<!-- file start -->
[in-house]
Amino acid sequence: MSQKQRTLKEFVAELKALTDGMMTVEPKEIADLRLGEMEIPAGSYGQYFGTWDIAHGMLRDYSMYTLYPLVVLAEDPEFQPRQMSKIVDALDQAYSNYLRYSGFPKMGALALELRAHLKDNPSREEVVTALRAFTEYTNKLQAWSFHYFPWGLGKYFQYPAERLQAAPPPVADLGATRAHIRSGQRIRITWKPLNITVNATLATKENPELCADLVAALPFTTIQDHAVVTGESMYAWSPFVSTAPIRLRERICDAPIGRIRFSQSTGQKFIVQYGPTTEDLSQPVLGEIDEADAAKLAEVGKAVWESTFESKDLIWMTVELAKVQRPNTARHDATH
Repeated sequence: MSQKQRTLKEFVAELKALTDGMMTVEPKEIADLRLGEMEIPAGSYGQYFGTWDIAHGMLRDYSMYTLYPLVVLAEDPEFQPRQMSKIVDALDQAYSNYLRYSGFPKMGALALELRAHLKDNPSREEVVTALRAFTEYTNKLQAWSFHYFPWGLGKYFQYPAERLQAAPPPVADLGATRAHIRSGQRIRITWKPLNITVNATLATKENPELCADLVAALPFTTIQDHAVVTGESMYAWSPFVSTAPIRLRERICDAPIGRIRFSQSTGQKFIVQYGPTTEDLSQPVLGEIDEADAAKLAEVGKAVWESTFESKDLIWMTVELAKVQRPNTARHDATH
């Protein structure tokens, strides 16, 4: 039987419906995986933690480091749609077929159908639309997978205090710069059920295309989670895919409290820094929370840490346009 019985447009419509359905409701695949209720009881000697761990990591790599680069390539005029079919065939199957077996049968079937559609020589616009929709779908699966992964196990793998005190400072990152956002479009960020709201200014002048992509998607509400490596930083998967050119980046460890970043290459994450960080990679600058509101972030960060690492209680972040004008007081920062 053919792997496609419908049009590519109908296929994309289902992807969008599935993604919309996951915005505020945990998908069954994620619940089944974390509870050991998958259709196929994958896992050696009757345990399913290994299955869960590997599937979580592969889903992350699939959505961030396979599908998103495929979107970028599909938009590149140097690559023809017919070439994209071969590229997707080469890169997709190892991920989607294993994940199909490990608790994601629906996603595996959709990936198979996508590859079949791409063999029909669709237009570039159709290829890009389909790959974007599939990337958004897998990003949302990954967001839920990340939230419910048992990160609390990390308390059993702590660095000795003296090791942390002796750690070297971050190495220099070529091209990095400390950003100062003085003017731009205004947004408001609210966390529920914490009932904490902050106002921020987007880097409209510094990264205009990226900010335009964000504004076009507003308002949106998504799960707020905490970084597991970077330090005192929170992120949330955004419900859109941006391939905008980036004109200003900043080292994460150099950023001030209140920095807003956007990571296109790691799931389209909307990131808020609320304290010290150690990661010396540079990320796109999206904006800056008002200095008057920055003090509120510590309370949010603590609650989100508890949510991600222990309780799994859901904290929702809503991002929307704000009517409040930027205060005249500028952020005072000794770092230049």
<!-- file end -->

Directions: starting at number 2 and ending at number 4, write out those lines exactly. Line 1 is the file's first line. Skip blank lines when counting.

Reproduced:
Amino acid sequence: MSQKQRTLKEFVAELKALTDGMMTVEPKEIADLRLGEMEIPAGSYGQYFGTWDIAHGMLRDYSMYTLYPLVVLAEDPEFQPRQMSKIVDALDQAYSNYLRYSGFPKMGALALELRAHLKDNPSREEVVTALRAFTEYTNKLQAWSFHYFPWGLGKYFQYPAERLQAAPPPVADLGATRAHIRSGQRIRITWKPLNITVNATLATKENPELCADLVAALPFTTIQDHAVVTGESMYAWSPFVSTAPIRLRERICDAPIGRIRFSQSTGQKFIVQYGPTTEDLSQPVLGEIDEADAAKLAEVGKAVWESTFESKDLIWMTVELAKVQRPNTARHDATH
Repeated sequence: MSQKQRTLKEFVAELKALTDGMMTVEPKEIADLRLGEMEIPAGSYGQYFGTWDIAHGMLRDYSMYTLYPLVVLAEDPEFQPRQMSKIVDALDQAYSNYLRYSGFPKMGALALELRAHLKDNPSREEVVTALRAFTEYTNKLQAWSFHYFPWGLGKYFQYPAERLQAAPPPVADLGATRAHIRSGQRIRITWKPLNITVNATLATKENPELCADLVAALPFTTIQDHAVVTGESMYAWSPFVSTAPIRLRERICDAPIGRIRFSQSTGQKFIVQYGPTTEDLSQPVLGEIDEADAAKLAEVGKAVWESTFESKDLIWMTVELAKVQRPNTARHDATH
């Protein structure tokens, strides 16, 4: 039987419906995986933690480091749609077929159908639309997978205090710069059920295309989670895919409290820094929370840490346009 019985447009419509359905409701695949209720009881000697761990990591790599680069390539005029079919065939199957077996049968079937559609020589616009929709779908699966992964196990793998005190400072990152956002479009960020709201200014002048992509998607509400490596930083998967050119980046460890970043290459994450960080990679600058509101972030960060690492209680972040004008007081920062 053919792997496609419908049009590519109908296929994309289902992807969008599935993604919309996951915005505020945990998908069954994620619940089944974390509870050991998958259709196929994958896992050696009757345990399913290994299955869960590997599937979580592969889903992350699939959505961030396979599908998103495929979107970028599909938009590149140097690559023809017919070439994209071969590229997707080469890169997709190892991920989607294993994940199909490990608790994601629906996603595996959709990936198979996508590859079949791409063999029909669709237009570039159709290829890009389909790959974007599939990337958004897998990003949302990954967001839920990340939230419910048992990160609390990390308390059993702590660095000795003296090791942390002796750690070297971050190495220099070529091209990095400390950003100062003085003017731009205004947004408001609210966390529920914490009932904490902050106002921020987007880097409209510094990264205009990226900010335009964000504004076009507003308002949106998504799960707020905490970084597991970077330090005192929170992120949330955004419900859109941006391939905008980036004109200003900043080292994460150099950023001030209140920095807003956007990571296109790691799931389209909307990131808020609320304290010290150690990661010396540079990320796109999206904006800056008002200095008057920055003090509120510590309370949010603590609650989100508890949510991600222990309780799994859901904290929702809503991002929307704000009517409040930027205060005249500028952020005072000794770092230049």